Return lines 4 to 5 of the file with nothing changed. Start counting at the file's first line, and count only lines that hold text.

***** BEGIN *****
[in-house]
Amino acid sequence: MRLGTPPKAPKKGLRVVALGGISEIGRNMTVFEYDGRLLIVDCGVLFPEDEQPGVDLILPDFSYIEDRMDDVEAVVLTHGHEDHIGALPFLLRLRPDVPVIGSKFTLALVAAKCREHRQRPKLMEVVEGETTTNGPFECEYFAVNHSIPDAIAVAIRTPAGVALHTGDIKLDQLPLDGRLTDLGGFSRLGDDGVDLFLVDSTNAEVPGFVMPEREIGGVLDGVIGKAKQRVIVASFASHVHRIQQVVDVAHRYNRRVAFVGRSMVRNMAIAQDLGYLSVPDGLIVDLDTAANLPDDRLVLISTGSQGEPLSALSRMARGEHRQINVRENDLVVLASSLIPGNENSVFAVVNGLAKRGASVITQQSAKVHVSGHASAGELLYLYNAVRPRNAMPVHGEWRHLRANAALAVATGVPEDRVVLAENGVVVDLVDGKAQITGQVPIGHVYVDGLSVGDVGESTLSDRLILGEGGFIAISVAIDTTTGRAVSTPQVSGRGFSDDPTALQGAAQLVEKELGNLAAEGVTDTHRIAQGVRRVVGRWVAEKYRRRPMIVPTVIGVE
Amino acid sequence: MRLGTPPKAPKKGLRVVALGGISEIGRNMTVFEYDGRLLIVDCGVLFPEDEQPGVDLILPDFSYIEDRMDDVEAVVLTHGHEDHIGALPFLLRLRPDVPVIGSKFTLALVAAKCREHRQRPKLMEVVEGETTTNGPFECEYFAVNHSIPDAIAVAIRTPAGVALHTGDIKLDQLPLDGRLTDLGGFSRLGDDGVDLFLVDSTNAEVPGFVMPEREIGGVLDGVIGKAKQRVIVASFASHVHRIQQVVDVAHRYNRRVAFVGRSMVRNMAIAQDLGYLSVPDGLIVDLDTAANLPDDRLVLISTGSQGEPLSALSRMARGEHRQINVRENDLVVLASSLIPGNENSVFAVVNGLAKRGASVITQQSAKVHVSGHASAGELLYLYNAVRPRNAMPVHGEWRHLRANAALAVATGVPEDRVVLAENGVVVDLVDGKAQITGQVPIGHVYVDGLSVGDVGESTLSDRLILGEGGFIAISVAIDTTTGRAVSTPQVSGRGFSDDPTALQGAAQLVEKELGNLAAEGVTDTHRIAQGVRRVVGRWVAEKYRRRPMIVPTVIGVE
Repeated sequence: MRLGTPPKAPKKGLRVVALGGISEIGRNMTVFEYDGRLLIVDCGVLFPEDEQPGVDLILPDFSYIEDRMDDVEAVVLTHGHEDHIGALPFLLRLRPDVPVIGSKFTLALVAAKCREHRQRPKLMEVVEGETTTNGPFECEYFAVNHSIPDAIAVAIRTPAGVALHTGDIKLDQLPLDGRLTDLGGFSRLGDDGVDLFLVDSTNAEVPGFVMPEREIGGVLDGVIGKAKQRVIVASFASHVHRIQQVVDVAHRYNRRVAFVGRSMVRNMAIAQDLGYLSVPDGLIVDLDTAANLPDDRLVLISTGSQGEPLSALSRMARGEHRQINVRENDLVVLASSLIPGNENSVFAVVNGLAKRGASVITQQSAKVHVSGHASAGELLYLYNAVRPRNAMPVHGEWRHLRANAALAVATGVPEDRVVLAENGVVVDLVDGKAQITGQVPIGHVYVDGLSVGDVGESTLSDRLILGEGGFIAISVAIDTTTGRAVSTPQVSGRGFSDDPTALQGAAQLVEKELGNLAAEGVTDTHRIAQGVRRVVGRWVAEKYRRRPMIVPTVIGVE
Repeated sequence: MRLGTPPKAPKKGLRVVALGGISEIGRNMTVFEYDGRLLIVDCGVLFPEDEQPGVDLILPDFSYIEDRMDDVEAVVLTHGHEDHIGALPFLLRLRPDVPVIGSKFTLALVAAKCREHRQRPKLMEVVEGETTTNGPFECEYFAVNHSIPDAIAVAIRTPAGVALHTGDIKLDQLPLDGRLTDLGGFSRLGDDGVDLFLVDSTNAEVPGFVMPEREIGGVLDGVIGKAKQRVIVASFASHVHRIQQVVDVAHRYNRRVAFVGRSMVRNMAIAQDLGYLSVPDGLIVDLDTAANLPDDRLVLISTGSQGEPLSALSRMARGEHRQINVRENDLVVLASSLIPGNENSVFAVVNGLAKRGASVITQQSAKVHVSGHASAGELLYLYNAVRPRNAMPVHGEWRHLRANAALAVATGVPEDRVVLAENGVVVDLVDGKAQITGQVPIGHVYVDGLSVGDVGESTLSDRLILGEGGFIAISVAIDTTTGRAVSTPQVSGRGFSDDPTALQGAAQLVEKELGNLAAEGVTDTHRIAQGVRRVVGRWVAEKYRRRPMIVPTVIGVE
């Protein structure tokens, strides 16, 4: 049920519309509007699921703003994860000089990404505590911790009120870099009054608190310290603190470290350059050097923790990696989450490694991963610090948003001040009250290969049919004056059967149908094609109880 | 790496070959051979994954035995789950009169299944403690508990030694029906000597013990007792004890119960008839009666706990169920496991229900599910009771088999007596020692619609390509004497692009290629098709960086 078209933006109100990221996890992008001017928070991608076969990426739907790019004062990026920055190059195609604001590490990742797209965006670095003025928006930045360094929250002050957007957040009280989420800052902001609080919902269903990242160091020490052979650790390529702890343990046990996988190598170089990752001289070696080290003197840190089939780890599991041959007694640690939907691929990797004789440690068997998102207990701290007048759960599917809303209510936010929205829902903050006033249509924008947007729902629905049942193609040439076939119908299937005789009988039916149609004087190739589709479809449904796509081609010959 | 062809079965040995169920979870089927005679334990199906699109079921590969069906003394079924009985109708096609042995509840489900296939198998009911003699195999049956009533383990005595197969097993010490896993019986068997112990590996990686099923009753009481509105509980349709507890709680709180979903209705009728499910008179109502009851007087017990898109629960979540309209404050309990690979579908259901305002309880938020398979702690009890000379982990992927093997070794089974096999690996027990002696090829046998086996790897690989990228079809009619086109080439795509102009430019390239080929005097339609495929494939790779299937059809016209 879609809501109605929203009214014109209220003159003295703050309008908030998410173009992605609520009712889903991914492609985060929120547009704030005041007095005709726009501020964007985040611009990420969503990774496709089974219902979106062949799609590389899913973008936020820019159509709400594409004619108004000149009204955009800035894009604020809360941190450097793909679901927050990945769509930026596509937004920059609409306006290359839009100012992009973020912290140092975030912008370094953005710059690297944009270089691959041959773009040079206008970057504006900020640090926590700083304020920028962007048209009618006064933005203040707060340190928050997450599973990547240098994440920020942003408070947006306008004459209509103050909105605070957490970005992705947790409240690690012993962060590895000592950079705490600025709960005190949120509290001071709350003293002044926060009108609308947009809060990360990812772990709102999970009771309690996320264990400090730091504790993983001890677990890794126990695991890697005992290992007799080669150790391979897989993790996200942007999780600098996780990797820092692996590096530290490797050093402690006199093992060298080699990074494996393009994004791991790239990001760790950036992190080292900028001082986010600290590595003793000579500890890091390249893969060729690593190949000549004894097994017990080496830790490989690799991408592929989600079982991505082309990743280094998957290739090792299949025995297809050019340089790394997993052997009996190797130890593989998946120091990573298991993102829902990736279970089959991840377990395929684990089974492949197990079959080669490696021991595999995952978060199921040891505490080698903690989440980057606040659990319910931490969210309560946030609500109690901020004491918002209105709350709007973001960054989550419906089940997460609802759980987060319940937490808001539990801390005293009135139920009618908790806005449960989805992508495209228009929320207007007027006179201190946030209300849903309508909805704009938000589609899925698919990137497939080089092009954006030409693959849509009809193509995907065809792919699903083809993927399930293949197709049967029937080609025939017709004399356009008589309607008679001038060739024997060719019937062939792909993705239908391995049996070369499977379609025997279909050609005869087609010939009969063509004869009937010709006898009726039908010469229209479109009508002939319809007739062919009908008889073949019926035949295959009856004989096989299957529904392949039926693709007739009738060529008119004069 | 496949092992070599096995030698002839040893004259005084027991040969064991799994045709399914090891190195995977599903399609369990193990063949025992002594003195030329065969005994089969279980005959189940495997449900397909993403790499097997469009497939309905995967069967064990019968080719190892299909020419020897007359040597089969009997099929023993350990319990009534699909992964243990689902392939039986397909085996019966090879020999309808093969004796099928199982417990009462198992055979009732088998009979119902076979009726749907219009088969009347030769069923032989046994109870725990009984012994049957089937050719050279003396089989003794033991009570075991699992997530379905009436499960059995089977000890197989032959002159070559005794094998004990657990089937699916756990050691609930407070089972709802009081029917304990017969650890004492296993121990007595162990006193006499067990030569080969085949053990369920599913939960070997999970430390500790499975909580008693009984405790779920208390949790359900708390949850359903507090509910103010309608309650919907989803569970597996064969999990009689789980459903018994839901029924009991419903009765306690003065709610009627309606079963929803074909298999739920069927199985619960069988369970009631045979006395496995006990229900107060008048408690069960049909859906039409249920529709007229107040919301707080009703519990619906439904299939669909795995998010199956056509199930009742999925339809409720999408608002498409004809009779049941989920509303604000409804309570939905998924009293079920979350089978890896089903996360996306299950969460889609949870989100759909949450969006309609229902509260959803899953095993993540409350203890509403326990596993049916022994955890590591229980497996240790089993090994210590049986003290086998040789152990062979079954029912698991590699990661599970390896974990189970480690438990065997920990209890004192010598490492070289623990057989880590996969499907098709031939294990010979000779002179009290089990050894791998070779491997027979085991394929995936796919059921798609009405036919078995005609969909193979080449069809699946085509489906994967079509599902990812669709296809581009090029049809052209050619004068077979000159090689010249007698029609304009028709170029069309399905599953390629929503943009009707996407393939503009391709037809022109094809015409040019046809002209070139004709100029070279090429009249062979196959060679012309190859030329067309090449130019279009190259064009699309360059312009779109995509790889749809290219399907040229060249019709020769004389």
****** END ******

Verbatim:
Repeated sequence: MRLGTPPKAPKKGLRVVALGGISEIGRNMTVFEYDGRLLIVDCGVLFPEDEQPGVDLILPDFSYIEDRMDDVEAVVLTHGHEDHIGALPFLLRLRPDVPVIGSKFTLALVAAKCREHRQRPKLMEVVEGETTTNGPFECEYFAVNHSIPDAIAVAIRTPAGVALHTGDIKLDQLPLDGRLTDLGGFSRLGDDGVDLFLVDSTNAEVPGFVMPEREIGGVLDGVIGKAKQRVIVASFASHVHRIQQVVDVAHRYNRRVAFVGRSMVRNMAIAQDLGYLSVPDGLIVDLDTAANLPDDRLVLISTGSQGEPLSALSRMARGEHRQINVRENDLVVLASSLIPGNENSVFAVVNGLAKRGASVITQQSAKVHVSGHASAGELLYLYNAVRPRNAMPVHGEWRHLRANAALAVATGVPEDRVVLAENGVVVDLVDGKAQITGQVPIGHVYVDGLSVGDVGESTLSDRLILGEGGFIAISVAIDTTTGRAVSTPQVSGRGFSDDPTALQGAAQLVEKELGNLAAEGVTDTHRIAQGVRRVVGRWVAEKYRRRPMIVPTVIGVE
Repeated sequence: MRLGTPPKAPKKGLRVVALGGISEIGRNMTVFEYDGRLLIVDCGVLFPEDEQPGVDLILPDFSYIEDRMDDVEAVVLTHGHEDHIGALPFLLRLRPDVPVIGSKFTLALVAAKCREHRQRPKLMEVVEGETTTNGPFECEYFAVNHSIPDAIAVAIRTPAGVALHTGDIKLDQLPLDGRLTDLGGFSRLGDDGVDLFLVDSTNAEVPGFVMPEREIGGVLDGVIGKAKQRVIVASFASHVHRIQQVVDVAHRYNRRVAFVGRSMVRNMAIAQDLGYLSVPDGLIVDLDTAANLPDDRLVLISTGSQGEPLSALSRMARGEHRQINVRENDLVVLASSLIPGNENSVFAVVNGLAKRGASVITQQSAKVHVSGHASAGELLYLYNAVRPRNAMPVHGEWRHLRANAALAVATGVPEDRVVLAENGVVVDLVDGKAQITGQVPIGHVYVDGLSVGDVGESTLSDRLILGEGGFIAISVAIDTTTGRAVSTPQVSGRGFSDDPTALQGAAQLVEKELGNLAAEGVTDTHRIAQGVRRVVGRWVAEKYRRRPMIVPTVIGVE